Jesus is also criticized because his followers do not fast. And then he announces a great secret, an understanding of the workings of this kingdom. The followers or friends cannot fast when the bridegroom is with them. The presence of the kingdom at hand, in the person of the bridegroom, tells us about the action of this kingdom, this Spirit, on all things. This doesn't mean that fasting as a spiritual practice is not useful and good: Jesus himself says his disciples will fast when he is no longer with him. What it does indicate is the healing, cleansing and sanctifying action of the presence of the kingdom, of Spirit. It is a transformational reality that His presence brings into our midst.

A note in my study bible says, regarding this dinner with Matthew (Levi)'s friends, that Jesus recognizes them as a distinct social group. But the nature of the call, "Follow me" means that regardless of his class or group, Matthew's friends will no long come first in his life. His friends remain his friends, but he is now a disciple, and discipleship must be put first, as the guest of honor at the table. Matthew has many friends, and they are brought to Jesus and become his followers. The transforming power of this kingdom means that their faith will lead to works of beauty and truth, worship and spiritual value. This new thing, introduced here at the beginning of Mark's gospel, is a call to which we need to respond - to see the reality of this new kingdom into which we enter. It is a call that is with us every moment, and is no less potent nor less "new" whenever we hear it. The Eucharist itself can be seen as this "supping" with the bridegroom, but each of us in our lives can make the choice to follow at any time.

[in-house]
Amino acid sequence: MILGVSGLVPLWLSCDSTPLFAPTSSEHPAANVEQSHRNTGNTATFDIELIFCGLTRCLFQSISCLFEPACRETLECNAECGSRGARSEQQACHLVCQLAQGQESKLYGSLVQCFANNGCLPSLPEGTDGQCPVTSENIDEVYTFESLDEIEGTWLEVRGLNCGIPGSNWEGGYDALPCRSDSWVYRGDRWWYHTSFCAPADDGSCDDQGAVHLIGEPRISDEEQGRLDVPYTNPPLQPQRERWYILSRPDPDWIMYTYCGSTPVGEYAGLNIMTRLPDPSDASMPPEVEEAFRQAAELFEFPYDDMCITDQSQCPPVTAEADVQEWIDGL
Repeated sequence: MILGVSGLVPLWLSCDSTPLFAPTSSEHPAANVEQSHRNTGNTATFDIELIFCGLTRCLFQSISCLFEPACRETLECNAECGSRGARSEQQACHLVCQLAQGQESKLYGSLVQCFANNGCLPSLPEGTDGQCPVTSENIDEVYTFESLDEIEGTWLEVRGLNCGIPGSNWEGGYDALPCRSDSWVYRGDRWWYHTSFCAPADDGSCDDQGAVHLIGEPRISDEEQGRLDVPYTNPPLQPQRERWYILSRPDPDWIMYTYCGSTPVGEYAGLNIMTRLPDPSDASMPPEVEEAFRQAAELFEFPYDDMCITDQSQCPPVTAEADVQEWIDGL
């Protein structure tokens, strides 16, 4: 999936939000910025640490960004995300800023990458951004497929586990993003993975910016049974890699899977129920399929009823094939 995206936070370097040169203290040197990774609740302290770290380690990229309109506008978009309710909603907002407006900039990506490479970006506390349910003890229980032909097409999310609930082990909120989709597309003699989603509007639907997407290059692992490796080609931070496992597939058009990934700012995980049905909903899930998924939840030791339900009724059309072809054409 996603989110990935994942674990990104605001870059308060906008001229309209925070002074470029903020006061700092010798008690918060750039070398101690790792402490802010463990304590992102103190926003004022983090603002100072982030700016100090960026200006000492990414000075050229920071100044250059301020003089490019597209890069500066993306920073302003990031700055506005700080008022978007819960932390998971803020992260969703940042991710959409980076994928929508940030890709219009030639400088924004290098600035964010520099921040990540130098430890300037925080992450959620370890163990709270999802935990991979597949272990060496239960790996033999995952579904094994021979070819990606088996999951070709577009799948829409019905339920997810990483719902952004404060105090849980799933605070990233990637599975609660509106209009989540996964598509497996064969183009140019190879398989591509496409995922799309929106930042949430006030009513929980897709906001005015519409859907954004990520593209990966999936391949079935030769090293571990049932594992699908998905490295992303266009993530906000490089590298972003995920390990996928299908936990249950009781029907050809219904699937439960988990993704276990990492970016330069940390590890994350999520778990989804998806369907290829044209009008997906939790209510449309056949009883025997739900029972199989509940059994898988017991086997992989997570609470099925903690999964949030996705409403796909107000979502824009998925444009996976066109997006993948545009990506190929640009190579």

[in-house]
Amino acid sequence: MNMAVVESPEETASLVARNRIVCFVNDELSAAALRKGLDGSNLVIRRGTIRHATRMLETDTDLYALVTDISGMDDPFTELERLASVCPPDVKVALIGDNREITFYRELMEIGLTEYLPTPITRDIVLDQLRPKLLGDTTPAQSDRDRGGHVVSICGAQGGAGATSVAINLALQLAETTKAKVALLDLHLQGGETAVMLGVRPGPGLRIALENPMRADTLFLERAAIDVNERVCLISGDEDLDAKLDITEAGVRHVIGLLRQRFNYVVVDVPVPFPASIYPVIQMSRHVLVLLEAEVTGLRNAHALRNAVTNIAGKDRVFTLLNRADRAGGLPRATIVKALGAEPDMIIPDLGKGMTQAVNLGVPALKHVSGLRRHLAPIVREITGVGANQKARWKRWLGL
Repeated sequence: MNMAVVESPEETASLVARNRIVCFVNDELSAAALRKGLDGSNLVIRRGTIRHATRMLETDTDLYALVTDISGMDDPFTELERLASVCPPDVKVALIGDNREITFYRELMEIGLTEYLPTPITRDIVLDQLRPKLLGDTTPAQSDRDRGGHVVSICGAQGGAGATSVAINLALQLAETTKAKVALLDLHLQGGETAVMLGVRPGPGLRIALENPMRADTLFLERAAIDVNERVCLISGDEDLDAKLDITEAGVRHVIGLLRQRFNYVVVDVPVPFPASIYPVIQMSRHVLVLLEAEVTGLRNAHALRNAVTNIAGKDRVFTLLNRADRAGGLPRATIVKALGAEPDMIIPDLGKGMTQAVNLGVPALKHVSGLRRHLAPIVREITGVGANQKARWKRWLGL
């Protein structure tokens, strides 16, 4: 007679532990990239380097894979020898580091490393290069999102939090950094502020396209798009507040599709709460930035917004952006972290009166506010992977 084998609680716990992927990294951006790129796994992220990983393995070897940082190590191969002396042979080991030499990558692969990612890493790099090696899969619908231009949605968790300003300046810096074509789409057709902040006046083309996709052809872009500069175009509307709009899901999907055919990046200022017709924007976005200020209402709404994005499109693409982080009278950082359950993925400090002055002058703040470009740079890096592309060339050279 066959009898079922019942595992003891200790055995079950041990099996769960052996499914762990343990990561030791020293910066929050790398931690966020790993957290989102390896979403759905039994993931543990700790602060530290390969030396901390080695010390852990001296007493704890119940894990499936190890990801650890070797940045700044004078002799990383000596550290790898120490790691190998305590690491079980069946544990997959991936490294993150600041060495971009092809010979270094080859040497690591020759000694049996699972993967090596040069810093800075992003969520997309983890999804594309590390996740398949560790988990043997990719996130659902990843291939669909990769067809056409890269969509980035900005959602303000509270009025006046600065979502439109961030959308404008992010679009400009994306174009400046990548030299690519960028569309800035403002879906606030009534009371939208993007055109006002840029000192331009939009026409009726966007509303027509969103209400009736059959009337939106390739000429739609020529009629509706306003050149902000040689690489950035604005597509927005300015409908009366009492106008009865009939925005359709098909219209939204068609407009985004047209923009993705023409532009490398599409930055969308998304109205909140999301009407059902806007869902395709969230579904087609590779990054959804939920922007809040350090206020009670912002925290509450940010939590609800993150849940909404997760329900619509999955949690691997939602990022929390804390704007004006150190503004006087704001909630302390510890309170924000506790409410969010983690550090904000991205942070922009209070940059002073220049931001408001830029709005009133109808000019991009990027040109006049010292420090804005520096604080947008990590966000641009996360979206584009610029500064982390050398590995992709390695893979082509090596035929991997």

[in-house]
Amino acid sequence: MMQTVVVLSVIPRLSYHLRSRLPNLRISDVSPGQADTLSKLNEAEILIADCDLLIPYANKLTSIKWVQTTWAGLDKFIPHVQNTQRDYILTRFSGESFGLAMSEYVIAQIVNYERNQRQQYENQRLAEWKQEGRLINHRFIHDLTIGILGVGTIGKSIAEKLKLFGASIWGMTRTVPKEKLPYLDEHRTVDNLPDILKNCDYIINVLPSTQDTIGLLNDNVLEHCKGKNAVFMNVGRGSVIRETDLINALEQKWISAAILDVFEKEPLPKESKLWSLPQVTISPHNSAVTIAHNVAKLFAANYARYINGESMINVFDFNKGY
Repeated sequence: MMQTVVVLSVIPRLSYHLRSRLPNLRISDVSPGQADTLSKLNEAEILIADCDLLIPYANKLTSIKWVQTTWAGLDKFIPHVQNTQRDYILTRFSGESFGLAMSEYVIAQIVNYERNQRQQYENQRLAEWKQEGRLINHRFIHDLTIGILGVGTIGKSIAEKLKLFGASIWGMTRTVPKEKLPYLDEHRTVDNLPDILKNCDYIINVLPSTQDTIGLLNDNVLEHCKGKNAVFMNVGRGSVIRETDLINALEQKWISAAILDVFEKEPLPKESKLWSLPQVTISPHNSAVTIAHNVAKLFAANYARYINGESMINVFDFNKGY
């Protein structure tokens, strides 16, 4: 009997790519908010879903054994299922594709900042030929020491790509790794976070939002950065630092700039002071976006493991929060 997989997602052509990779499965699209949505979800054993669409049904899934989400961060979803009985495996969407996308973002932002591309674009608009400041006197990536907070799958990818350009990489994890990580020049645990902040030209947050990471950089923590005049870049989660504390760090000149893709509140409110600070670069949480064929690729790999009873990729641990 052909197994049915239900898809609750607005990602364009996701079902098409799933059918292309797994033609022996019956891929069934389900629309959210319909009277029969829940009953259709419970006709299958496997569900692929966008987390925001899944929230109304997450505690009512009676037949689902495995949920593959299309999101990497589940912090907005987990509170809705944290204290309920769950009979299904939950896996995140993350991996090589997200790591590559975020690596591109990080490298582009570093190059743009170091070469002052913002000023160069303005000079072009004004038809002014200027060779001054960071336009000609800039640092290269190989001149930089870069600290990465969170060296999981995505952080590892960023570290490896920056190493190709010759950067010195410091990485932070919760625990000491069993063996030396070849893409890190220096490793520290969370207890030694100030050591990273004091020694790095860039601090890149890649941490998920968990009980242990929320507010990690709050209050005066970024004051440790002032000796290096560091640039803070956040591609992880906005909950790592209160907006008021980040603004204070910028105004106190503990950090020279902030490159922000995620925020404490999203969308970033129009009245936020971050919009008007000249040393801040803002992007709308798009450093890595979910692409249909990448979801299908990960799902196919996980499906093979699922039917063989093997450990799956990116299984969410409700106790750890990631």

Finally we have the great metaphor of the wineskins: you put new wine into new wineskins. Jesus' followers look different from the experts of the law. They are responding to a call that is new: that is there not to expiate evil but to transform it. This is a different, a new perspective. The call to transformation and repentance is, in and of itself, the good news, the new thing, the messianic reality that presents itself into the midst of this society at this time. Do we have the courage to hear it now? The same dynamics of "legalism" and true spiritual acceptance are always at play and remain with us all the time. "Follow me" is not a call someone heard 2,000 years ago that we read about in a book. It is always present to us all. We must be awake and alert enough to respond, and this call will always need new wineskins to take on the new wine.